A creditor on behalf of the company sues its controllers and advisors for looting the company, and the company files for bankruptcy, which stays the litigation and shifts the authority to pursue the claims from the creditors to a Chapter 7 trustee. What happens to those claims if the trustee decides not to pursue them? In a recent decision, Artesanias Hacienda Real S.A. de C.V. v. North Mill Capital (In re Wilton Armetale), 968 F.3d 273 (3rd Cir. 2020), a panel of the U.S. Court of Appeals for the Third Circuit held that if the trustee abandons those claims, they revert back to the creditors who had them before the bankruptcy. Those creditors then have both constitutional standing and statutory standing to pursue those claims.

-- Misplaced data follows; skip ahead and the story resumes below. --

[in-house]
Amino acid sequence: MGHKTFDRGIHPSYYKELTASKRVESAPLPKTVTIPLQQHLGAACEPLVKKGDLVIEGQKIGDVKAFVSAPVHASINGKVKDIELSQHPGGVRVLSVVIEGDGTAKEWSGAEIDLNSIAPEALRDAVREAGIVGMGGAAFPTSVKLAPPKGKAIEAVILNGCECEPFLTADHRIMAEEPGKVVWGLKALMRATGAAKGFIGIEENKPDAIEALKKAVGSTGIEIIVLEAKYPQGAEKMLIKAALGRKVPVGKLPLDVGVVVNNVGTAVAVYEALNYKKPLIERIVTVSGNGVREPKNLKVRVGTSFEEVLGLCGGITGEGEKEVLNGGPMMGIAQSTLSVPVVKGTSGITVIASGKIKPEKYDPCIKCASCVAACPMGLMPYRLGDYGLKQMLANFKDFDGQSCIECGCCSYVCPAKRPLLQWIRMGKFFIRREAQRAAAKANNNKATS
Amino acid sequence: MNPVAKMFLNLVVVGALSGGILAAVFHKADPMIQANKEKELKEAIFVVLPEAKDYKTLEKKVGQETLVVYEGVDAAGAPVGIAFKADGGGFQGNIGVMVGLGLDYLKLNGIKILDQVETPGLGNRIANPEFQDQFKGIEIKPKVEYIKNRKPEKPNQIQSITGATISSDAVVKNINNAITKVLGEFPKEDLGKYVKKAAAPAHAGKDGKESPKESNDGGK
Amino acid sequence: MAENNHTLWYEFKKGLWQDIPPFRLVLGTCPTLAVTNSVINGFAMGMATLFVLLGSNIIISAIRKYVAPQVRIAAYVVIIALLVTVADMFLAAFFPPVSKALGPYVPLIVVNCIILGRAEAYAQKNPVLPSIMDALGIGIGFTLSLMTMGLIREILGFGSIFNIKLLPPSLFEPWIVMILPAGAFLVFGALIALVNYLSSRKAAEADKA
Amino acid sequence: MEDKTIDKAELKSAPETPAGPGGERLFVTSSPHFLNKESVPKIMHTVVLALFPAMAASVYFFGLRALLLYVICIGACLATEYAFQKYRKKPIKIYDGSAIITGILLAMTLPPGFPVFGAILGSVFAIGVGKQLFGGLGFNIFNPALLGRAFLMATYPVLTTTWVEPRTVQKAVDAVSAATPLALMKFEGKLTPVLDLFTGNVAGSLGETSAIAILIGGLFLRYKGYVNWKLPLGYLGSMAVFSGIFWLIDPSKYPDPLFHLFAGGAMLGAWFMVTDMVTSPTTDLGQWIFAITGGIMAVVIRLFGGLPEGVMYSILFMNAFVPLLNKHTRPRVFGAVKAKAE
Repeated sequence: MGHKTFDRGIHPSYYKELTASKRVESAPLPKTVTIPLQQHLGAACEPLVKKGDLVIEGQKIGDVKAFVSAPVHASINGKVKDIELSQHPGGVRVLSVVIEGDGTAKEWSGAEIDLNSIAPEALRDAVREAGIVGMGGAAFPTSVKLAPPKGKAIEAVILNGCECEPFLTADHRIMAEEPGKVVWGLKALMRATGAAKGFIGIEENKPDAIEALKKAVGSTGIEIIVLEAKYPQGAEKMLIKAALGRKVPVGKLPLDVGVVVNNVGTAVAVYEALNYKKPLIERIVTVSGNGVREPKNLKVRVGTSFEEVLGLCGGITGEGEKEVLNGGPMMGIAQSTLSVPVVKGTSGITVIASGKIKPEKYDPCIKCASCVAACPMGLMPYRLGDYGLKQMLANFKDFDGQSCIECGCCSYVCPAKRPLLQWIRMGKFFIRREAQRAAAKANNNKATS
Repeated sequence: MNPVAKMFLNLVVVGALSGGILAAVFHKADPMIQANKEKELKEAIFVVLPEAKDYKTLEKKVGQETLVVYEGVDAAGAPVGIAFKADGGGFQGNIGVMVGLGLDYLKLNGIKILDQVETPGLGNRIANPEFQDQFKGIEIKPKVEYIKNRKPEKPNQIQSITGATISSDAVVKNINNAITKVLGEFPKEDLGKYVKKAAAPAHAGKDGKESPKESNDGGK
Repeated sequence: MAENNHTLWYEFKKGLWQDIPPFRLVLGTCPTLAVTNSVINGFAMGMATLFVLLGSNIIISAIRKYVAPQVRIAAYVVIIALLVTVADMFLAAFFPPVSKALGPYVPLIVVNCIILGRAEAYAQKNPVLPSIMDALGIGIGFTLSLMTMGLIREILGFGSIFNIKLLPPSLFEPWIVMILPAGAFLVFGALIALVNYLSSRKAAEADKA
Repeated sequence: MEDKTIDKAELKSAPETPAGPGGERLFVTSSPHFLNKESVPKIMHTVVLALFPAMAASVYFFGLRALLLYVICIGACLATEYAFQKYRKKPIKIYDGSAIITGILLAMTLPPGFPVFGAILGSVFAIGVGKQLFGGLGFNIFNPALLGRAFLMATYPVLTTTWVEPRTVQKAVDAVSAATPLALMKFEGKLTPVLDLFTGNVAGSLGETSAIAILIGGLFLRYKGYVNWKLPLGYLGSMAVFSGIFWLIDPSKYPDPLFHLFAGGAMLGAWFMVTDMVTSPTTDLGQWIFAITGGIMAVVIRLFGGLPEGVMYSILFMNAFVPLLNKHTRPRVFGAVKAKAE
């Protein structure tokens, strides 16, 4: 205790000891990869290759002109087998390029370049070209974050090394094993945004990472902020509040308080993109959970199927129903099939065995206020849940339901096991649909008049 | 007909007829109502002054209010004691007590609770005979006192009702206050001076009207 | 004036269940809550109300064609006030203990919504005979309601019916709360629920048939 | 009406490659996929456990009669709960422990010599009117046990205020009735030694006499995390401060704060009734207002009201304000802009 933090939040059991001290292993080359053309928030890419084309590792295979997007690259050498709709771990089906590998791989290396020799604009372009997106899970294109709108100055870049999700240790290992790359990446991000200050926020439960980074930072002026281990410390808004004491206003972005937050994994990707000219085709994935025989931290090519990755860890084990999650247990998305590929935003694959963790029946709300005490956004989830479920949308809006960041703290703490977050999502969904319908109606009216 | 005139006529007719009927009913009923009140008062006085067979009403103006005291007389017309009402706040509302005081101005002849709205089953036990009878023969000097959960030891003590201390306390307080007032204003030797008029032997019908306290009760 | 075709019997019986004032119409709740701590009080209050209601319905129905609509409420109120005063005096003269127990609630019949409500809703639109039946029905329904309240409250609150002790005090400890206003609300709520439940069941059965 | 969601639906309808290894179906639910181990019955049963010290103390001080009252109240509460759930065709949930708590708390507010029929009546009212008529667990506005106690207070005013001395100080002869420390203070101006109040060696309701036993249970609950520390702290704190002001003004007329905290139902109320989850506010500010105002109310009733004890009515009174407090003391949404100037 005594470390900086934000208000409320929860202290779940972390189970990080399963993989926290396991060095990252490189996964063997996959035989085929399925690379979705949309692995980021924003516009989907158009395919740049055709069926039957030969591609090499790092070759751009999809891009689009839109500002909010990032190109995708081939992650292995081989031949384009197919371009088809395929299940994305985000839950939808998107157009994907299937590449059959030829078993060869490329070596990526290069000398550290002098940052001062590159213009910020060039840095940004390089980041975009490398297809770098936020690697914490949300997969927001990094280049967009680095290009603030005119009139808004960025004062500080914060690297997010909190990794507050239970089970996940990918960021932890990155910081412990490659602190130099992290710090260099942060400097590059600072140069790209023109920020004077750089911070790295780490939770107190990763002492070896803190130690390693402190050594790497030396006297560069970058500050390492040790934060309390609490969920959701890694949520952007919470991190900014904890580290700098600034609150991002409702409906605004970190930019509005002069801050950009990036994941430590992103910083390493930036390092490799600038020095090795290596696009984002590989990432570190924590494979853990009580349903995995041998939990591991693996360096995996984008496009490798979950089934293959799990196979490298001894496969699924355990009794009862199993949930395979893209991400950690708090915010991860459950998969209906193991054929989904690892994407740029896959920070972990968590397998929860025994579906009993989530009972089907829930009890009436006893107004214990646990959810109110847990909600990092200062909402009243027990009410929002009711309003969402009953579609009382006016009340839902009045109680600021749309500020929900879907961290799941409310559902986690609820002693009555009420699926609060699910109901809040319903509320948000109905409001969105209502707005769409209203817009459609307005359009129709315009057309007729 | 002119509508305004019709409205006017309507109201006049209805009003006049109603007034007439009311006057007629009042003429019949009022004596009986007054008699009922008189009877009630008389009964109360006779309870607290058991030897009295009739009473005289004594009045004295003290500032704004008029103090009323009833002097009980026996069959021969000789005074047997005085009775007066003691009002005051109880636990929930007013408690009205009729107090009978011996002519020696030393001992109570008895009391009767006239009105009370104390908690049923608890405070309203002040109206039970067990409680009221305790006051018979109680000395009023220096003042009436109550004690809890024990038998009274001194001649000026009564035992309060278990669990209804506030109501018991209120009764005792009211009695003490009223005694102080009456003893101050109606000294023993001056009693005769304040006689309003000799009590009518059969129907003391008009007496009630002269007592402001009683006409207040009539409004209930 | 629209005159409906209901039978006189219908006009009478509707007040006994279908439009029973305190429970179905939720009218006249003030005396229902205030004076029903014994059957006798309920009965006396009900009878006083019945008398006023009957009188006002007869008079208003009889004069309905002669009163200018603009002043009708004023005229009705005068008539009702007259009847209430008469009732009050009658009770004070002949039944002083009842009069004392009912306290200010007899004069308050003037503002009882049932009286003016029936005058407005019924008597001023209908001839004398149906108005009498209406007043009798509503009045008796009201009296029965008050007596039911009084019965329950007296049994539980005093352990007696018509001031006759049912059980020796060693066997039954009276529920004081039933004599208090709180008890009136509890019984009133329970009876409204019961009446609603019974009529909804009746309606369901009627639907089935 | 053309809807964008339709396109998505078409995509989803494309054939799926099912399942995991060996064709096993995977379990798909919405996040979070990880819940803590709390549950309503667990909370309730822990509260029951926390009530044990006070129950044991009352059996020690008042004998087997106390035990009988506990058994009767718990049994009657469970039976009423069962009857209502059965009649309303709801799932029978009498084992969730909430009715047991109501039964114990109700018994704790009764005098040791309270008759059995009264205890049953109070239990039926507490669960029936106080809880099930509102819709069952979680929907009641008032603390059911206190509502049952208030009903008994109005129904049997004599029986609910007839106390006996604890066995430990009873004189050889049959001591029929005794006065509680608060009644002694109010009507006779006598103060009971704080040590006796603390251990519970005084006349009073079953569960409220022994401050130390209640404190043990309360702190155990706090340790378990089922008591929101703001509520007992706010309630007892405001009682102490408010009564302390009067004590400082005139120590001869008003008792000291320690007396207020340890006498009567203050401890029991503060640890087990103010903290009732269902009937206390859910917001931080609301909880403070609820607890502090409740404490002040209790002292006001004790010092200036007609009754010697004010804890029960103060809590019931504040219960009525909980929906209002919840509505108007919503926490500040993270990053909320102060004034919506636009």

The facts of the case fit a common, recurring pattern, albeit somewhat complicated. As set forth in the opinion, Artesanias Haciendas Real sold goods to Wilton Armetale, which never paid for them. Artesanias obtained a judgment against Wilton and all the owner’s shares in Wilton, which were transferred to an affiliate of Artesanias. Artesanias also recorded its judgment as a lien on a valuable warehouse that Wilton owned.
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